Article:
Oswald, CEO of BLR®, offered his thoughts on leadership and employee engagement in a recent edition of The Oswald Letter:
Most Popular Articles
"Employee engagement begins with one worker at a time, says business and leadership blogger Dan Oswald. It’s that simple and that difficult."
"With the number of apps for Android and iOS devices soon to pass 1 million each, it’s no wonder that “there’s an app for that.” How about HR? Is there an app for you, too?"
"Yesterday’s Advisor covered pitfalls in job description writing. Today, a handy job analysis questionnaire you can use, plus good news—your job descriptions are written and waiting for you on BLR®’s SmartJobs."
Here’s a basic questionnaire (We got it from the SmartJobs CD.) that you can use to begin the job description process (or to review existing job descriptions):
Job Description Questionnaire
Instructions: Distribute copies of this questionnaire to supervisors, human resources staff members, job analysts, and others who may be involved in writing job descriptions. Ask them to record their answers to these questions in writing.
"It’s all too easy for job descriptions to be written inaccurately, or to become inaccurate over time, and that causes all sorts of problems, practical and legal, for employers."
The most typical problems have to do with job specifications that are inaccurate. They either require something that isn’t truly required, or they describe duties that are no longer relevant.
Job Specs Unreasonably High
A number of state and federal government agencies (particularly the Equal Employment Opportunity Commission (EEOC)) have concluded in a number of instances that job specifications are unrealistically high.
When job requirements are too stringent, overqualified but underutilized persons are hired for the job, and others who could have performed the work effectively are not hired.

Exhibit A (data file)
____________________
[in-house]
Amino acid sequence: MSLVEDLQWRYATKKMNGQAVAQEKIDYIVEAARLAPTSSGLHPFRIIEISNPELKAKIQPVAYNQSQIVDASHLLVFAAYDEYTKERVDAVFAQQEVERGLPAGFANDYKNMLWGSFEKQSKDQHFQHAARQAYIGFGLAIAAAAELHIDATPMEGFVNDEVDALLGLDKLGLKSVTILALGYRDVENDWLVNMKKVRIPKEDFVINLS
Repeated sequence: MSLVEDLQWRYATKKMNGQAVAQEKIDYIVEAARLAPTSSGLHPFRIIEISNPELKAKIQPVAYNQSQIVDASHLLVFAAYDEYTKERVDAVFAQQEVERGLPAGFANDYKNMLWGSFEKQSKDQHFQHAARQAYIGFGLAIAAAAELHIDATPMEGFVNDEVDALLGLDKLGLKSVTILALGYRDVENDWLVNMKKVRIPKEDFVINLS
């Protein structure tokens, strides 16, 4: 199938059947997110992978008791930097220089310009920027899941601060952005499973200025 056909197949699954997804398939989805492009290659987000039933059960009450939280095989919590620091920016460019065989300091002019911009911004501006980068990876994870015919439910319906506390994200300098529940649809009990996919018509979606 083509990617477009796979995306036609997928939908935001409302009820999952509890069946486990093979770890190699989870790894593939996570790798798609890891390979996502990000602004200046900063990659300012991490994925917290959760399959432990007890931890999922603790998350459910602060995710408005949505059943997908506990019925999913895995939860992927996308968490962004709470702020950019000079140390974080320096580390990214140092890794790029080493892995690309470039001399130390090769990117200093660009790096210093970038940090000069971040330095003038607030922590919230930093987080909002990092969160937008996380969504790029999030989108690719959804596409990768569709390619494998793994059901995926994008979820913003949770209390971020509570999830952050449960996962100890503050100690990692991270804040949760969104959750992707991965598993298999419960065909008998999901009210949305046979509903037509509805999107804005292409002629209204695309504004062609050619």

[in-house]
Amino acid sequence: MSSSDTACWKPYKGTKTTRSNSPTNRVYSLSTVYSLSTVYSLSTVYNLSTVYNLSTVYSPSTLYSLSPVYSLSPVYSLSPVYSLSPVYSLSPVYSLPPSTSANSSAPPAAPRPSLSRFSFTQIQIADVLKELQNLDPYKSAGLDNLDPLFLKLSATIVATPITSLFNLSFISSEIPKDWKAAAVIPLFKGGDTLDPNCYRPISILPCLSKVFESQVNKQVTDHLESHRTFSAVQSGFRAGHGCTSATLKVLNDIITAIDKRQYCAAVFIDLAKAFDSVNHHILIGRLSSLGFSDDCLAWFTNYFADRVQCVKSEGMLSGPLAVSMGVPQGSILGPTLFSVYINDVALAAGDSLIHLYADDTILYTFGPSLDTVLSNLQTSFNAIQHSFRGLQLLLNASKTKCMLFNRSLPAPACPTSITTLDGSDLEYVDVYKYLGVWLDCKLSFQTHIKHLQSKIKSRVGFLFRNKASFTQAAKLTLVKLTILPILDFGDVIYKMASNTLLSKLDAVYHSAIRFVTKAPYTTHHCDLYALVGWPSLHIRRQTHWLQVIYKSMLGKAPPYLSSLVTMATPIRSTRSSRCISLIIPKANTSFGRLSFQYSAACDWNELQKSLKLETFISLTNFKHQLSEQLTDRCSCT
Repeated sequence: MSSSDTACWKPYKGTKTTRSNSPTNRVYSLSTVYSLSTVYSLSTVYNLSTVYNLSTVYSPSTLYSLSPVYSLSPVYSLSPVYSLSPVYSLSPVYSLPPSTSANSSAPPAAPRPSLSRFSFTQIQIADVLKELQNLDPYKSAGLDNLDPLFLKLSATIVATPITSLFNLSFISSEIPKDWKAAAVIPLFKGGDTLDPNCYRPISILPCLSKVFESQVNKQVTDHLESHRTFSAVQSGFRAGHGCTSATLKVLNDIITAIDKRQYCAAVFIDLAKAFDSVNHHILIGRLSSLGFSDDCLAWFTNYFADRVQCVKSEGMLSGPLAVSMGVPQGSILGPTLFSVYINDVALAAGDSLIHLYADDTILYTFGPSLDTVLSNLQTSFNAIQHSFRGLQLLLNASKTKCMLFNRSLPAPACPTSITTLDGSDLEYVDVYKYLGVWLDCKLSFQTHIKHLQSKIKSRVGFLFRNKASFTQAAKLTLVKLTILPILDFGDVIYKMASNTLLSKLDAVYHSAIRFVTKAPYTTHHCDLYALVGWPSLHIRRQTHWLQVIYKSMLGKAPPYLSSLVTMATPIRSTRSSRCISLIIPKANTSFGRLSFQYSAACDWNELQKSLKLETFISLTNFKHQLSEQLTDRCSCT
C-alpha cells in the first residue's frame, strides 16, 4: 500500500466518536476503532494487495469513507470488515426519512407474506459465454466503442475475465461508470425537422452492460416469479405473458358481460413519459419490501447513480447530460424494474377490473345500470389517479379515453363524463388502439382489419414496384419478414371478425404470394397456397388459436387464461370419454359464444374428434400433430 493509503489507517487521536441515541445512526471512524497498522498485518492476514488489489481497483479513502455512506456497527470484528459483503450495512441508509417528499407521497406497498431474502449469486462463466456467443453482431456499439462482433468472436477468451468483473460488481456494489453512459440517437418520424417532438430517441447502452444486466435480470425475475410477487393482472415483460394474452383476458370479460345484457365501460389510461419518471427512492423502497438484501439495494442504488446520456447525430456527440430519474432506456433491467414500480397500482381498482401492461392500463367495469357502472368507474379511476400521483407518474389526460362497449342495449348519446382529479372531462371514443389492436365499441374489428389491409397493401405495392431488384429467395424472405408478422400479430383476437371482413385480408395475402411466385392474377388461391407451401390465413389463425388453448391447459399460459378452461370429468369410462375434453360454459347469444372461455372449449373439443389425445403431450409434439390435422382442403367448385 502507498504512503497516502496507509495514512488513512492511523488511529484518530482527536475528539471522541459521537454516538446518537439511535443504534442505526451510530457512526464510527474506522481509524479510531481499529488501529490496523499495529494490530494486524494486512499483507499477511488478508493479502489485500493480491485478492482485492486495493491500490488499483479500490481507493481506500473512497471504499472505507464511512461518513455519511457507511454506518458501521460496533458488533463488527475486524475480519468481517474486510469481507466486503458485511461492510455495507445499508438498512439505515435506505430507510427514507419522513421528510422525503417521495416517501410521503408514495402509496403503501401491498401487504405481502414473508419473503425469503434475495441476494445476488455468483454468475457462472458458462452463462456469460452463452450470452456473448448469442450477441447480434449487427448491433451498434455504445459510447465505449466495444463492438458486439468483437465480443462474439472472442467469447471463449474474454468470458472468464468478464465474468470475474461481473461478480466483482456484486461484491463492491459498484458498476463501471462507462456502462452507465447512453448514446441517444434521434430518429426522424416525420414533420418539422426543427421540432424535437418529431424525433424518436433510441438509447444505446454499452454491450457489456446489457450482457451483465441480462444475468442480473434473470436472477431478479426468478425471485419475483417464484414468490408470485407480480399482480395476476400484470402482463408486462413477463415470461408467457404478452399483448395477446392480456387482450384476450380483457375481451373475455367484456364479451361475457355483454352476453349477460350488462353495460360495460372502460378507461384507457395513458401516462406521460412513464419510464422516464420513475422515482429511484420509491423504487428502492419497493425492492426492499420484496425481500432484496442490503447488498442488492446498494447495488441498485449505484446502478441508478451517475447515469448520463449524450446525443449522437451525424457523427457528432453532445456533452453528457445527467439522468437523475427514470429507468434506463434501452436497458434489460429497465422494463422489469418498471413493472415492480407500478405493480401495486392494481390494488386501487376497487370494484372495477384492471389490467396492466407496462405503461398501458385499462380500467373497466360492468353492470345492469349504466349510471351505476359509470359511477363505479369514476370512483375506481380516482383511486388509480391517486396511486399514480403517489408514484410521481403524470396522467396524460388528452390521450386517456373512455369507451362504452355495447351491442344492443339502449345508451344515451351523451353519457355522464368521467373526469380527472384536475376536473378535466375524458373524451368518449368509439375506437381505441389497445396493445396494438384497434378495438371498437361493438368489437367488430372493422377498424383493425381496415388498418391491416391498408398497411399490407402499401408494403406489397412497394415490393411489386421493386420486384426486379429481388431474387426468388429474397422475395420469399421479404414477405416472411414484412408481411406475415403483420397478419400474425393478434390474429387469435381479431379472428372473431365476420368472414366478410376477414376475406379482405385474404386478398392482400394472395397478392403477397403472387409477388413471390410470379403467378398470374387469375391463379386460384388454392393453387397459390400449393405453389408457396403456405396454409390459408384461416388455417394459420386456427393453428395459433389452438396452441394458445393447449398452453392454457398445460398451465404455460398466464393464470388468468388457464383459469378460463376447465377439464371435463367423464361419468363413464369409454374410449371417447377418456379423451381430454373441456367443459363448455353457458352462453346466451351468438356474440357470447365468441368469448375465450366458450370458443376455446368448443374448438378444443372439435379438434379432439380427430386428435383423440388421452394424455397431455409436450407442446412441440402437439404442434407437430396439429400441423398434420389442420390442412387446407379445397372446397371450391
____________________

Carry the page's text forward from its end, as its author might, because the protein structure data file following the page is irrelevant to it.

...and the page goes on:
"Reasonable accommodations are a pain, says attorney Lawrence Postol, but litigation that results from failure to accommodate, with a trial by jury, is a bigger pain and subject to greater abuse."
Postol, who is a partner in the Washington, D.C., office of Seyfarth Shaw, LLP, offered his ADA tips at SHRM’s Employment Law and Legislative Conference, held recently in Washington, D.C.
What Defenses Are Left
Employers still have some cards to play in the ADA game. Postol suggest employers take note of the following:
"Pay budget—always one of the most critical decisions of the year. What’s happening with pay budgets in the real world? How about bonuses? What are your competitors up to? Help us find out!"
Please participate in our brief survey and see how what you are doing stacks up against what other successful companies are doing.
We’ll get answers to these questions and more:
- What is the average merit and general increase for 2013 (at each performance level)
- What increases are planned for 2014?
- What are the criteria used to establish a bonus budget or bonus POOL?
- On what basis are bonuses awarded?
- What was the biggest challenge in determining 2013 salary increase rates?
- And much more.
"Yesterday’s Advisor presented six of BLR Legal Editor Holly Jones’ top 10 apps to improve HR productivity. Today, four more apps, plus an introduction to the all-comp-and-benefits-in-one website, Compensation.BLR.com."
"In yesterday's Advisor, big data invalidated some long-held axioms of HR. Today, we discuss why you should try small data, plus an introduction to a unique audit guide that lets you find problems before the feds do."
Can big data solve your HR problems? The important thing to remember is that the basis of big data is statistics, and you have to be careful interpreting results. So-called confounding variables may muddy the waters. For example:
History can intervene. The measurement may have been accurate, but things changed during the measuring period and that makes conclusions suspect. For example:
"Yesterday’s Advisor featured consultant Kim Seals’ tips on new technology in HR; today, her examples of new technology that are ready now, plus an introduction to the guide especially for smaller or even one-person HR departments."